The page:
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Tuesday, August 21, 2007

The original linchpins

Great profile of Bud Clark in the Trib today. It includes the tale of how his first establishment was run out of its old neighborhood by the first wave of urban renewal -- which produced the hideous South Auditorium "district" of brutal high-rise ugliness.

Now there was a chasing of the regular joes if ever there was one. At least with SoWhat and the Pearl, the city didn't force too many people out of their homes. Sure, it ran a tram over some of them, but those folks didn't need their privacy, anyway.

Like Bud Clark, small business owners in other inner Portland locales had better watch their backs. The condo weasels are salivating. You listening, central east side?

Comments (2)

One of my customers last night mentioned reading somewhere in the local media that by this time next year, only two percent of the housing market will be rentals. I have heard people complain over and over again that it is so hard to find an apartment right now...you show up, and there are 20 other people who want the place, too.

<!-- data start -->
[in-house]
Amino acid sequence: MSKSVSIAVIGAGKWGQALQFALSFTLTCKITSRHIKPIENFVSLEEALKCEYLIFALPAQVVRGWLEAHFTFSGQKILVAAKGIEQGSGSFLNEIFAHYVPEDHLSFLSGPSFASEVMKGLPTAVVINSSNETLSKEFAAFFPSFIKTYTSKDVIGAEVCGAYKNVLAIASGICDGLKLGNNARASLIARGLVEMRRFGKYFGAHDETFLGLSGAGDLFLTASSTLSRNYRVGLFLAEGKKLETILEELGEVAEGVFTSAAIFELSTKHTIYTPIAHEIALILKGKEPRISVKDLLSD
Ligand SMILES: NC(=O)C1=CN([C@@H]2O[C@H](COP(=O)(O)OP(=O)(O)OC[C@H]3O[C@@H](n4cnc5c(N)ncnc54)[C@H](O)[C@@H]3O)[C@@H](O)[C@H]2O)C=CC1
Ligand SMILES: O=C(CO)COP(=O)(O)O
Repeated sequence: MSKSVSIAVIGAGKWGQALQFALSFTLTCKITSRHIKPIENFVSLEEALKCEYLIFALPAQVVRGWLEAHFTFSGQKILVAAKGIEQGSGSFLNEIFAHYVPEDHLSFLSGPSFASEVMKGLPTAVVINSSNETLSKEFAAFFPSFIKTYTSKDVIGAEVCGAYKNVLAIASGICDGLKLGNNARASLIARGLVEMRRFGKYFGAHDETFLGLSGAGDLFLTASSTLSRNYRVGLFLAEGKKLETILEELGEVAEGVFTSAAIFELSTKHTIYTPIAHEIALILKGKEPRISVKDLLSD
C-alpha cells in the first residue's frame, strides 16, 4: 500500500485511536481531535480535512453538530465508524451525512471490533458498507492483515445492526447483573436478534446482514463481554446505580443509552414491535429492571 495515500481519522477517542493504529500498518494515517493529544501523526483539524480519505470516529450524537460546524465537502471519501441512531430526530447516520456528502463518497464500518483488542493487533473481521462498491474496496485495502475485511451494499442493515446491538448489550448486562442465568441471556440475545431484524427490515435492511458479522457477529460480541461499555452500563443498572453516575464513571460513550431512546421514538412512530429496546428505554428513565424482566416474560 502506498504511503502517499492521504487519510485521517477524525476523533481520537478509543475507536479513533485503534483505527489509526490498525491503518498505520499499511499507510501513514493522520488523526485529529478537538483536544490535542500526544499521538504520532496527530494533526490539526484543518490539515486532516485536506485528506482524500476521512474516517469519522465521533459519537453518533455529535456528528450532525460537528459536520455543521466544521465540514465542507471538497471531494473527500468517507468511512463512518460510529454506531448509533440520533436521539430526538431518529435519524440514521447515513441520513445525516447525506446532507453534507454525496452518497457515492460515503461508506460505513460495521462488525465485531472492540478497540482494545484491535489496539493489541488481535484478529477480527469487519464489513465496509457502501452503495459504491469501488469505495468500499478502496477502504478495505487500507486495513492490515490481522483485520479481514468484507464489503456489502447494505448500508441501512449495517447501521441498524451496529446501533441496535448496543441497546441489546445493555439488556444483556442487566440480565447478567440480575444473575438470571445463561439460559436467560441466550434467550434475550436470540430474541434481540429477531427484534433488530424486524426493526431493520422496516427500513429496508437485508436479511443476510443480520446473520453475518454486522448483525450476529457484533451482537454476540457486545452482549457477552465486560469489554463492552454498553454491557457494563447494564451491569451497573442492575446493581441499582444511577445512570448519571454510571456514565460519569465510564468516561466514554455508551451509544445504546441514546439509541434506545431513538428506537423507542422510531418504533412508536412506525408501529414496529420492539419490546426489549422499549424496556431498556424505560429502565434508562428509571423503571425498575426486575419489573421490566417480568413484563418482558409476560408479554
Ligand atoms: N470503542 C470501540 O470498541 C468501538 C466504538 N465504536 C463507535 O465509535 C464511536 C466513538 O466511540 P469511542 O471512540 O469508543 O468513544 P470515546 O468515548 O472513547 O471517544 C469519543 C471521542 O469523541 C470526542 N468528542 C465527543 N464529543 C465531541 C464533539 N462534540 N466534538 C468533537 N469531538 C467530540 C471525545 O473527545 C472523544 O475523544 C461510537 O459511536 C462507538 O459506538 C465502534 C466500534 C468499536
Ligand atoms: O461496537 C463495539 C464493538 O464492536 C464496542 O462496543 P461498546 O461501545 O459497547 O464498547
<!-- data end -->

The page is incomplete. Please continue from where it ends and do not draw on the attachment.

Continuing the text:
Everything else has been sucked up by the "Condo Weasels."

I will sign my entire name to this post.
I own WC Winks Hardware now located at 2nd and SE Stark streets. We moved from the Pearl in May of 2001. It was shortly after this move that representatives from the PDC came to my business and announced that they were going to move in a Home Depot to the Burnside Brideghead at MLK and Burnside and that "it will be good for your business". Naturally we, and the 130 other small industrial businesses in the inner eastside did not take this view. Neither did the various neighborhood associations and we mounted a so far successful attempt to stop this project. We also strongly objected to the financial aid the city was offering the 2nd largest retailer in the world to move to the area. There were several other valid objections regarding traffic congestion, pedestrian and bike access, and quality of life issues for the eastside and the city as a whole. After all, there were already 13 Home Depots; how many more do we need?
How many more condos do we need? How will this construction impact the city if the condos do not sell. What will happen if the builders loose their financing during the building of the project?
Where will the displaced people go to live? How much more will we spend in social service costs to support additonal displaced persons? Will the taxpayers be spending even more money to build low incme housing that lower and middle income people cannot afford, that will only further enrich some developer.
I strongly suspect that, as one developer told me several years ago about the Pearl, "the froth is off the market". If the froth is off the market on the west side then perhaps these condos will not sell so easily on the central east side.
I would strongly urge all the east side neighborhood associations to get busy and do their homework on this issue. Find alternatives and solutions to keep their neighborhoods viable.

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